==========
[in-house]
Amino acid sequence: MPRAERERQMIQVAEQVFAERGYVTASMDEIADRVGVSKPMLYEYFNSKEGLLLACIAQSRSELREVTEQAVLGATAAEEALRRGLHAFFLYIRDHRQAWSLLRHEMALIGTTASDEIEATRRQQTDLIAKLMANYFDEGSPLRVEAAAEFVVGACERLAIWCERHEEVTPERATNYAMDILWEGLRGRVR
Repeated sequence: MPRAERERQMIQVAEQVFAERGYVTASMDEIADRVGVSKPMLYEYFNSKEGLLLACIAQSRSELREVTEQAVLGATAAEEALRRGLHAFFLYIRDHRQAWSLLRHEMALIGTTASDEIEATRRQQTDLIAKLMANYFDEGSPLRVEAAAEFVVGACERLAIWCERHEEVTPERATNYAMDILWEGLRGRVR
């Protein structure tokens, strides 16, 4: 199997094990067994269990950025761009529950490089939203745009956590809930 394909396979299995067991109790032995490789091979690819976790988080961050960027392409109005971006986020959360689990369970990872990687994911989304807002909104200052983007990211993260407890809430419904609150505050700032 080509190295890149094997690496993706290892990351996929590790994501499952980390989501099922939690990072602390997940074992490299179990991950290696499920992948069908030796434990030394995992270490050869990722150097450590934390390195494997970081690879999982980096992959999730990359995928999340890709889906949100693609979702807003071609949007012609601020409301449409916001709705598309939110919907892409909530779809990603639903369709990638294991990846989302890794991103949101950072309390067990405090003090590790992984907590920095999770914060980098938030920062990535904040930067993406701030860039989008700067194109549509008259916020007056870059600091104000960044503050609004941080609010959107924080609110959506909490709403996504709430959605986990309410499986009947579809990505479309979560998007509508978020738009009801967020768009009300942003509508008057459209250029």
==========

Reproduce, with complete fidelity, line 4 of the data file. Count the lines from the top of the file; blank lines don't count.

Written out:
């Protein structure tokens, strides 16, 4: 199997094990067994269990950025761009529950490089939203745009956590809930 394909396979299995067991109790032995490789091979690819976790988080961050960027392409109005971006986020959360689990369970990872990687994911989304807002909104200052983007990211993260407890809430419904609150505050700032 080509190295890149094997690496993706290892990351996929590790994501499952980390989501099922939690990072602390997940074992490299179990991950290696499920992948069908030796434990030394995992270490050869990722150097450590934390390195494997970081690879999982980096992959999730990359995928999340890709889906949100693609979702807003071609949007012609601020409301449409916001709705598309939110919907892409909530779809990603639903369709990638294991990846989302890794991103949101950072309390067990405090003090590790992984907590920095999770914060980098938030920062990535904040930067993406701030860039989008700067194109549509008259916020007056870059600091104000960044503050609004941080609010959107924080609110959506909490709403996504709430959605986990309410499986009947579809990505479309979560998007509508978020738009009801967020768009009300942003509508008057459209250029």